Rev. 3.0 will incorporate user input. What should be on the next layout?

The current SMTA Miniaturization Test Vehicle was released in 2018 and is projected to have an effective lifespan of three to five years. Its design has served the SMT community well – and will continue to do so with an updated layout, bill of materials (BoM) and associated programming and analysis files slated for release in late 2022.

The board is used for standard tests, such as solder paste selection, wipe frequency and pad or aperture design, which will remain the same in the new revision, albeit with some components removed and others added. FIGURES 1 and 2 show the top and bottom sides of the board with the footprints that will be removed outlined in orange, and ones that may be removed outlined in blue:

  • The 1206 and 0603 components will be completely eliminated, opening up several square inches of real estate on the populated side of the board.
  • The QFN layout will avoid copper pads on the opposite side to make x-ray analysis easier.
  • The SIR coupon will be removed, thereby eliminating the need for the gold fingers on the short edge of the board, which in turn will eliminate the notch that requires machine board stop adjustments for the unpopulated side. It will also free up about 6 sq. in. of real estate for print or reflow tests.
  • At least one set of the fine resolution spread tests will be removed, freeing up even more space on the unpopulated side.

 5 shea figure 1

FIGURE 1. SMTA Miniaturization Test Vehicle populated side.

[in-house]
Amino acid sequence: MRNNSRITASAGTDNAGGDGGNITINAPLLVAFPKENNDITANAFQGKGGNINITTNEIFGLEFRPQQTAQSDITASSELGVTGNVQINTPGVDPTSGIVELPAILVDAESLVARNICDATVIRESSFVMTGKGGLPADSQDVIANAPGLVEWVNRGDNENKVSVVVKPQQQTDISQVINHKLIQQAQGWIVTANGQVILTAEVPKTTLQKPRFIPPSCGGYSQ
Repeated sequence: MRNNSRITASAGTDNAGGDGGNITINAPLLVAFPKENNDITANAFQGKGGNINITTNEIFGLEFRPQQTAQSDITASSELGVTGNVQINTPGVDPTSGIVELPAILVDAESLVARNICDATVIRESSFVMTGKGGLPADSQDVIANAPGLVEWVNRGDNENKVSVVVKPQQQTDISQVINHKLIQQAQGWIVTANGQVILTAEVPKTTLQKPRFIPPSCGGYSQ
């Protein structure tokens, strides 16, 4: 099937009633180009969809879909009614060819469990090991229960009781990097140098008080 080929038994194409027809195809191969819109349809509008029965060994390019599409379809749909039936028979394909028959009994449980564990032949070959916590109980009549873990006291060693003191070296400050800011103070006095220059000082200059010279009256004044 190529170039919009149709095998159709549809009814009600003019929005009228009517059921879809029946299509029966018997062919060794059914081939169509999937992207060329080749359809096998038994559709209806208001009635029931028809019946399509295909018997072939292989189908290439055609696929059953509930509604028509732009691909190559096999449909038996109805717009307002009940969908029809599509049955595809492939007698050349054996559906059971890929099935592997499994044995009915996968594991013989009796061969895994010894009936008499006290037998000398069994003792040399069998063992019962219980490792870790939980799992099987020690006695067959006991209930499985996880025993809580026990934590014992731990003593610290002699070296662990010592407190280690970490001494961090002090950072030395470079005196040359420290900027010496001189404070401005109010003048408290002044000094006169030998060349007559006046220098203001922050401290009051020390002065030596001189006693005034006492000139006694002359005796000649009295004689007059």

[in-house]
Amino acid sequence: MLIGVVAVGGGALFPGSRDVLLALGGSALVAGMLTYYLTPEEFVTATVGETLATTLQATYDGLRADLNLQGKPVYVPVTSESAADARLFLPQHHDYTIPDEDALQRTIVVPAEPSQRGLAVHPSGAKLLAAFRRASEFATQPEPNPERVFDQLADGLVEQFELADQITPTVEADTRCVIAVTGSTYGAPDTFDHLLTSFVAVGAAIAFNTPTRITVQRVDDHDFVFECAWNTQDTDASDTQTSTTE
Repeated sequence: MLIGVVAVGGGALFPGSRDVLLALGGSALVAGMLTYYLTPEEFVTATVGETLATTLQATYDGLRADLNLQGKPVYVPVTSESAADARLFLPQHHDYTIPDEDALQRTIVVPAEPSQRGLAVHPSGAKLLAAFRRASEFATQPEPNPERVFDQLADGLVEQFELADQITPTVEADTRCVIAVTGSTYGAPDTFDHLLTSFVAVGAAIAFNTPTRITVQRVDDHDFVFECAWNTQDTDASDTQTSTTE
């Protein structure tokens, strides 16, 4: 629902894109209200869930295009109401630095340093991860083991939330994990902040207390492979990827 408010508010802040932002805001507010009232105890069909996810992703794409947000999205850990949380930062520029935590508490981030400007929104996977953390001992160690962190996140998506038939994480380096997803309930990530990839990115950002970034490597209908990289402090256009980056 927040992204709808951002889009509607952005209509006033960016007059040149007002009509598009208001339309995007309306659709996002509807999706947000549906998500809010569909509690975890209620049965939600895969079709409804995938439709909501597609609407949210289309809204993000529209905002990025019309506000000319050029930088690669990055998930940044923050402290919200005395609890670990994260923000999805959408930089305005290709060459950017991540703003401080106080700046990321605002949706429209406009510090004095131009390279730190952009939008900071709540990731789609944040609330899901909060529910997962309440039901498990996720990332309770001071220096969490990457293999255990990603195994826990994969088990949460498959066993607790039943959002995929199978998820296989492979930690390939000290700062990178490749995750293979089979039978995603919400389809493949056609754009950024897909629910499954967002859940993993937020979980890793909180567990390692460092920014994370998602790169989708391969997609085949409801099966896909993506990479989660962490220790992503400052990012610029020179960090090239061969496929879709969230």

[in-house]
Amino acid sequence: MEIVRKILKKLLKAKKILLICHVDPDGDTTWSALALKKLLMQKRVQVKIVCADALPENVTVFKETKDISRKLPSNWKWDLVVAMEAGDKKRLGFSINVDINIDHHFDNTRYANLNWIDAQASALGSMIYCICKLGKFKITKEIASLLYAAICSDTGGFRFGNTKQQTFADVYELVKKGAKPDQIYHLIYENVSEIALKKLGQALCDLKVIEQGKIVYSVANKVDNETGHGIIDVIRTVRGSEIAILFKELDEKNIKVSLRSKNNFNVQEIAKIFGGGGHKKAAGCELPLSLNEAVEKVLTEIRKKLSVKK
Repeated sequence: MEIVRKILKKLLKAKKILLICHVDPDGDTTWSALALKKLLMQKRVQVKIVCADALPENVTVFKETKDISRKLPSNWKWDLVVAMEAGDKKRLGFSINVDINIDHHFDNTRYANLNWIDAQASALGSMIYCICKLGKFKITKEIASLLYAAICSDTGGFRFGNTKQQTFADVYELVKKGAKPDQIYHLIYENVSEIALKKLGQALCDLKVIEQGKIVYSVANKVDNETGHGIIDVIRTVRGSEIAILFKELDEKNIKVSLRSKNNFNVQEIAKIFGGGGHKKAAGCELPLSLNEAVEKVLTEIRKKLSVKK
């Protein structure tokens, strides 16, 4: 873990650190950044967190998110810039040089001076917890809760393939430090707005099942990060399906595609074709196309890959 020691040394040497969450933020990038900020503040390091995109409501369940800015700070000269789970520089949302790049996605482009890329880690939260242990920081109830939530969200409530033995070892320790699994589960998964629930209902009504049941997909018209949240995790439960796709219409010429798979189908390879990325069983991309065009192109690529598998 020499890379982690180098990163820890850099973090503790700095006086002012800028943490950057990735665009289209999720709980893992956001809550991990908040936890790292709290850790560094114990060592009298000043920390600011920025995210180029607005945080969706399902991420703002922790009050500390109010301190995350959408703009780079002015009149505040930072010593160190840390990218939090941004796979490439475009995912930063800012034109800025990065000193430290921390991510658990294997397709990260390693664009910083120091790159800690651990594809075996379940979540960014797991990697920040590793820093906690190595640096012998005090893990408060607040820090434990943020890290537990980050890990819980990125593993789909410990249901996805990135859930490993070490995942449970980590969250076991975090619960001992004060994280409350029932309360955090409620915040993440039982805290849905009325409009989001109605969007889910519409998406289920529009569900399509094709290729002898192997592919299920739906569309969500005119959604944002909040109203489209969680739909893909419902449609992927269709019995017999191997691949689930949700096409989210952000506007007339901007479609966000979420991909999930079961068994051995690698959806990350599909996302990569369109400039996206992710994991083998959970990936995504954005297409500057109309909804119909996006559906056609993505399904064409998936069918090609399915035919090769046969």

5 Shea figure 2

FIGURE 2. SMTA Miniaturization Test Vehicle unpopulated side.

With all the newly available real estate, what will we add to the board? That’s up to the SMTA community. What do users want on the next layout? Here are some ideas we’ve received so far:

  • More pad and aperture sizes for 01005s; built-in DoEs.
  • More pad and aperture sizes for 008004s; mask-define some 008004s and build in DoEs.
  • D-paks for voiding tests.
  • 0.4mm TSSOPs.
  • More BTCs of different sizes; thermal vias in center pads.
  • Stagger BGA layouts to mitigate “leading-edge effect.”
  • More 0.3 BGA pad configurations.
  • Rotational placements at various angles.
  • LED footprints.
  • Areas to dispense and measure adhesives or other additive materials.
  • Cu pillar flip chips.

Should the 0402s stay or go? What about the wet bridge test patterns? I’m asking for user input through the month of May, and layout efforts will begin this summer. SMTA Rev 3.0 is planned to make its debut Oct. 31 - Nov. 3 at SMTA International 2022 in Minneapolis.

Have some ideas? Email me at I look forward to hearing from you. 

Chrys Shea is president at Shea Engineering Services (;

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